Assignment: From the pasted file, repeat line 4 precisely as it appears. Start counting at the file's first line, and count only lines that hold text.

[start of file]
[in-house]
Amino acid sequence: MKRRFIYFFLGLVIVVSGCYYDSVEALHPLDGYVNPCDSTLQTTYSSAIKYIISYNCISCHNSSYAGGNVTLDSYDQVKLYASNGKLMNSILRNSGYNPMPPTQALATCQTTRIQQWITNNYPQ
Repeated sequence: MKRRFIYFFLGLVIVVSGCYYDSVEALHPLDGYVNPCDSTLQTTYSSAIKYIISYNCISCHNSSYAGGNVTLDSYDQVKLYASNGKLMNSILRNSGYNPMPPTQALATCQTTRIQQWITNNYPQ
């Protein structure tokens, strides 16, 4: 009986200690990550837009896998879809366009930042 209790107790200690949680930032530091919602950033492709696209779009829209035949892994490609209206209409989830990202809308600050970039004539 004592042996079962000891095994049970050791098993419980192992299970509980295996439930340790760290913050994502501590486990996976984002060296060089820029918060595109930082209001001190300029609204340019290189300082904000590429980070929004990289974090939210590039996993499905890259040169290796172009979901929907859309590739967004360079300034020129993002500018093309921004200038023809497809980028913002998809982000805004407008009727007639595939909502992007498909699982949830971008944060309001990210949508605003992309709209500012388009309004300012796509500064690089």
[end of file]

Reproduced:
């Protein structure tokens, strides 16, 4: 009986200690990550837009896998879809366009930042 209790107790200690949680930032530091919602950033492709696209779009829209035949892994490609209206209409989830990202809308600050970039004539 004592042996079962000891095994049970050791098993419980192992299970509980295996439930340790760290913050994502501590486990996976984002060296060089820029918060595109930082209001001190300029609204340019290189300082904000590429980070929004990289974090939210590039996993499905890259040169290796172009979901929907859309590739967004360079300034020129993002500018093309921004200038023809497809980028913002998809982000805004407008009727007639595939909502992007498909699982949830971008944060309001990210949508605003992309709209500012388009309004300012796509500064690089």